I’ve been having a hard time writing this post. It’s not a eulogy. It’s not an obituary. Fred Rasmussen has written a quite lovely one. Have you read it? Here you go. Nelson Carey, Grand Cru wine bar owner, dies at 50.
This is just a thank you.
Many considered Nelson a friend, mentor and touchstone and for me he was a little bit of all of those things. I’ve worked at Friends School for about 13 years, so over the years, I’ve visited Grand Cru it feels like hundreds of times after school. I always thought that Nelson was super smart having his bar open before 5:00pm… as a person working in education, I can tell you that many friends of mine who are teachers could use a cocktail around 3:30pm.
Often, I would visit Grand Cru with my late great mentor and friend, Gayle Latshaw. I guess you could call us regulars. And when Gayle died last year, Nelson was just so sweet. He’d grown fond of Gayle, as he had with so many of his frequent guests. We’d walk into Grand Cru — a sort of home away from home for many in North Baltimore — and he’d greet us warmly, and as one person commented, somewhat formally. “Well, hello Amy…what’s happening in the world of food in Baltimore? Tell me the news of the day…” Stuff like that. Gayle and I shared so many great times there – along with fabulous wine, beers, pretzels, pizzas (beautifully composed tartes flambées) and more. Those soft pretzels are my very, very favorite snack in all of Baltimore.
Sometimes Nelson and I would do a bit of gossiping, sometimes talk about what was on his menu, what wines he was excited about it, his travels, my food adventures and cooking projects, but whatever it was, there was a pour. And sometimes, a sit down. He moved around the bar and market a lot, though, so I always felt happy when he had the time to sit and catch up. The last time I saw him at Cru, it was a gossip session. We laughed and laughed. He poured. I hated to leave…
I have five older brothers and lost one, John, four years ago rather suddenly at 51. It was so jarring. And sad. Still so sad. So, I know what it’s like to lose someone so dear, so fast. I feel for Nelson’s family and his Grand Cru family, too – such a wonderful group of people. Over the years, I’ve gotten to know Charlie and Chris, Amy and now the youngster Jack is a fave. (Ask him to make you a dirty martini – it’s perfect.) But there are so many, many others who take good care of me when I’m there. It’s one of the best bars in town. Super laid back, not stuffy or pretentious, but with an ever-changing wine, beer and cocktail list and some really great food. Surprisingly great, but smartly simple food from back behind that bar. It is a bar of regulars, but very friendly regulars (you always feel welcome) – and they loved Nelson. And now, the market is really BACK. Nelson and Grand Cru, along with Greg’s Bagels and other solid anchors are a big reason why. After seeing the sad decline of the market in the 1990s, it’s pretty amazing to see it thriving again.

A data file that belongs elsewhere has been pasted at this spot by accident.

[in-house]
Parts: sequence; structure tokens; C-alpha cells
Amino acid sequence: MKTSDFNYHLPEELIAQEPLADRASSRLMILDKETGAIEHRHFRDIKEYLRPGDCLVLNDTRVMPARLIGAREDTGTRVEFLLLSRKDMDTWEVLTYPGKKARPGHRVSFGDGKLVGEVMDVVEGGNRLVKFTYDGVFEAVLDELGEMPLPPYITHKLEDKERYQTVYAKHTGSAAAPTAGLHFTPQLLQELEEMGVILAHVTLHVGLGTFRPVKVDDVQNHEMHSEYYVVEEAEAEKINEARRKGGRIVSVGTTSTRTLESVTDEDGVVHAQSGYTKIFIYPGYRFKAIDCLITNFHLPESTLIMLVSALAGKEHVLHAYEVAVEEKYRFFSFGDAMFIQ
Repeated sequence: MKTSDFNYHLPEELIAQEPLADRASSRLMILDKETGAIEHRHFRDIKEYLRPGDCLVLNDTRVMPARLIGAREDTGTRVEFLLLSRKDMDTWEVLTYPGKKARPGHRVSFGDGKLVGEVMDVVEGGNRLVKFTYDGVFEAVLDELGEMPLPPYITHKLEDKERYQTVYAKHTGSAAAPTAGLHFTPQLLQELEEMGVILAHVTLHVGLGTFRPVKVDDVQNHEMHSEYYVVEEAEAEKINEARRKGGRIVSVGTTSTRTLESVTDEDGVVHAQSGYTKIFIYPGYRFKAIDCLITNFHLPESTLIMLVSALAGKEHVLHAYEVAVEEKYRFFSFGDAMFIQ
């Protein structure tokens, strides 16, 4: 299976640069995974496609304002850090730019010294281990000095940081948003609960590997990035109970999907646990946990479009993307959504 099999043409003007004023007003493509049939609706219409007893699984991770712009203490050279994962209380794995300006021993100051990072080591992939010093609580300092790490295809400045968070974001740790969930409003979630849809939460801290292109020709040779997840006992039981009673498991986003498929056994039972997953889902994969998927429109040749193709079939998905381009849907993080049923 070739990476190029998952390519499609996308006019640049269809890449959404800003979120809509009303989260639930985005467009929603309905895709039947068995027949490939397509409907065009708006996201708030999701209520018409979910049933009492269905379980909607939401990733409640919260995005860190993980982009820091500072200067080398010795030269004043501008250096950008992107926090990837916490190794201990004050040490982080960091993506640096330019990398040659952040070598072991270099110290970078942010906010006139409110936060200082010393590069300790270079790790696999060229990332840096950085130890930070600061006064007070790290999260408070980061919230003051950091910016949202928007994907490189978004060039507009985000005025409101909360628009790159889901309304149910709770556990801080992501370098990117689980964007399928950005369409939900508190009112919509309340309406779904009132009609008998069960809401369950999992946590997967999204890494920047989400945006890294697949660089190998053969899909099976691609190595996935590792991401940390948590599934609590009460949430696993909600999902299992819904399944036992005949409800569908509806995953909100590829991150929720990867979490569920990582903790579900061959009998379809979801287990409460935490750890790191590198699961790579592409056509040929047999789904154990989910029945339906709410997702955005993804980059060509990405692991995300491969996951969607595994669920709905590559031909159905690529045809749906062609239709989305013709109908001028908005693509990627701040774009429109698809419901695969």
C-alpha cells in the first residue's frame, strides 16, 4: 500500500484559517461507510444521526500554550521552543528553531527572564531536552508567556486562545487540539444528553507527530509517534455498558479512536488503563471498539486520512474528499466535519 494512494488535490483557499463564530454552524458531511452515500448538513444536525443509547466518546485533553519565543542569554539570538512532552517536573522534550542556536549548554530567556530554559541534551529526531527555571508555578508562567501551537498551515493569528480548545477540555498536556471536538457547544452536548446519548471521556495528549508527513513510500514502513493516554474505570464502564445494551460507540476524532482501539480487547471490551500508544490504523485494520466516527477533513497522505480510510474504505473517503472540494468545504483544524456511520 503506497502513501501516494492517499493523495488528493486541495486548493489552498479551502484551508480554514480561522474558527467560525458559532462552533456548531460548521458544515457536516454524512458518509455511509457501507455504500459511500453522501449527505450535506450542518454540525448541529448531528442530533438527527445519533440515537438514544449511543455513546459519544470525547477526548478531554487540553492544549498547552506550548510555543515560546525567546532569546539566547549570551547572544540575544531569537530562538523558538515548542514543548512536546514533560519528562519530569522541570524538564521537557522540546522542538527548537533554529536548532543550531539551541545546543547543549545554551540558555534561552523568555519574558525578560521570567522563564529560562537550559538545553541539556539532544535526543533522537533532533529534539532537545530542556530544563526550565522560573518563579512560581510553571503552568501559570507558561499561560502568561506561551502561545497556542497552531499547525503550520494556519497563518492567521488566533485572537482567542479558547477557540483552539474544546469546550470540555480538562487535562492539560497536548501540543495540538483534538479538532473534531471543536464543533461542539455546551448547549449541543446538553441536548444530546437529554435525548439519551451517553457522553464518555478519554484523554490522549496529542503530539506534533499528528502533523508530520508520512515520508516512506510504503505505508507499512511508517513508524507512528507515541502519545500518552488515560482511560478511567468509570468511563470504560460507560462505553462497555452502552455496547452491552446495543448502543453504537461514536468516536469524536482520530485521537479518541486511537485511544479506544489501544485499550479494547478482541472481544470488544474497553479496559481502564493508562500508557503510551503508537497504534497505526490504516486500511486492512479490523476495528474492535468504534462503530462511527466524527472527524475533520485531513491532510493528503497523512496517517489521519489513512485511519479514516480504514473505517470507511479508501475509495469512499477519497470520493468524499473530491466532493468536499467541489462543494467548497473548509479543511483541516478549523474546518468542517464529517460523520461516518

Friends have sent me memories of Nelson. Here are just a few, the first one is from me.
“Amy, there are gay bars, sports bars, biker bars…what I have here is a teacher bar.” – Nelson Carey
“Circa 2006, I was doing the first of several catering gigs out of the Neopol kitchen. Nervous as hell, first food job. Had to wear a bow tie…my Dad wasn’t around, time was ticking down and Google was no help. Nelson to the rescue! Like a true gentleman, he calmly walked me to the bathroom mirror, and stood behind me and taught me, step by step how to tie a perfect classic bow. A teacher bar, indeed. I still remember, till this day.” – Jinji Fraser, Jinji’s Chocolates, Belvedere Square
“As a new mother of twins, a woman on the brink, I spent many a night (that were few and far between) at Grand Cru. As life has mellowed out and changed, many an afternoon before getting the kids, sneaking in a beer or a glass of wine and a goat cheese flatbread before carpool. I was always welcomed. Nelson was always sweet, suggestive of a crisp cocktail or wine to take home. I loved watching him and his skinny jeans breeze though the market. He always looked happy and proud to be a part of the community he helped to create. Not many people can say that. His presence will be so missed.” – Sarah Sherman, Homeland
“This is a heartbreaking loss for the Baltimore wine community. The selection at Grand Cru reflected Nelson’s brilliant palate and willingness to step outside the box of easy, boring wines.” – Tim Riley, Beverage Director, Bagby Restaurant Group
Nelson is survived by his wife Christy and daughter, Paige.
As the Quakers say, please hold them in the light. And, as I always say, hug your people.
I will surely miss you, my friend. Thank you.
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